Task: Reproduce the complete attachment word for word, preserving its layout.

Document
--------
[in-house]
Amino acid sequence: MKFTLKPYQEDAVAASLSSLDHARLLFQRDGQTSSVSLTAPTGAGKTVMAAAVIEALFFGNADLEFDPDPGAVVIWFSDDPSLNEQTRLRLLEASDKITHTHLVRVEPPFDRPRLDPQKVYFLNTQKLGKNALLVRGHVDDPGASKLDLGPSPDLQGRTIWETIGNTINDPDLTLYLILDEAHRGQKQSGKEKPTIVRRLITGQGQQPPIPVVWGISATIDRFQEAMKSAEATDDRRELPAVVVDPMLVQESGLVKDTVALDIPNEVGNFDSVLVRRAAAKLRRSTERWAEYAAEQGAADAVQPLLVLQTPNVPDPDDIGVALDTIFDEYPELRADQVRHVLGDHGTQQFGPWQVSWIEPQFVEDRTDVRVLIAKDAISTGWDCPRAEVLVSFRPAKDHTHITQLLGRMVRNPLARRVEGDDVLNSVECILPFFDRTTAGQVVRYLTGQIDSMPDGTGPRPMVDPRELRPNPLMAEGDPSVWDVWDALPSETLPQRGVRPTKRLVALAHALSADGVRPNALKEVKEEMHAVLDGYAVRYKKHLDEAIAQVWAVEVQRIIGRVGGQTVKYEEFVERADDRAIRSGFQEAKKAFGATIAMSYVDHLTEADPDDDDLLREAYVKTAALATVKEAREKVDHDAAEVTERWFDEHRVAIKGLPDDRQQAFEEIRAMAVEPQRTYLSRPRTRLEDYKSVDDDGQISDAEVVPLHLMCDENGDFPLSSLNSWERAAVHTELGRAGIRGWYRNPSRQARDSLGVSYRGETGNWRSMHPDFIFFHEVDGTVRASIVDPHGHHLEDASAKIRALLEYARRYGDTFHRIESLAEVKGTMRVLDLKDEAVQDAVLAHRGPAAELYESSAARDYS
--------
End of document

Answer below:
[in-house]
Amino acid sequence: MKFTLKPYQEDAVAASLSSLDHARLLFQRDGQTSSVSLTAPTGAGKTVMAAAVIEALFFGNADLEFDPDPGAVVIWFSDDPSLNEQTRLRLLEASDKITHTHLVRVEPPFDRPRLDPQKVYFLNTQKLGKNALLVRGHVDDPGASKLDLGPSPDLQGRTIWETIGNTINDPDLTLYLILDEAHRGQKQSGKEKPTIVRRLITGQGQQPPIPVVWGISATIDRFQEAMKSAEATDDRRELPAVVVDPMLVQESGLVKDTVALDIPNEVGNFDSVLVRRAAAKLRRSTERWAEYAAEQGAADAVQPLLVLQTPNVPDPDDIGVALDTIFDEYPELRADQVRHVLGDHGTQQFGPWQVSWIEPQFVEDRTDVRVLIAKDAISTGWDCPRAEVLVSFRPAKDHTHITQLLGRMVRNPLARRVEGDDVLNSVECILPFFDRTTAGQVVRYLTGQIDSMPDGTGPRPMVDPRELRPNPLMAEGDPSVWDVWDALPSETLPQRGVRPTKRLVALAHALSADGVRPNALKEVKEEMHAVLDGYAVRYKKHLDEAIAQVWAVEVQRIIGRVGGQTVKYEEFVERADDRAIRSGFQEAKKAFGATIAMSYVDHLTEADPDDDDLLREAYVKTAALATVKEAREKVDHDAAEVTERWFDEHRVAIKGLPDDRQQAFEEIRAMAVEPQRTYLSRPRTRLEDYKSVDDDGQISDAEVVPLHLMCDENGDFPLSSLNSWERAAVHTELGRAGIRGWYRNPSRQARDSLGVSYRGETGNWRSMHPDFIFFHEVDGTVRASIVDPHGHHLEDASAKIRALLEYARRYGDTFHRIESLAEVKGTMRVLDLKDEAVQDAVLAHRGPAAELYESSAARDYS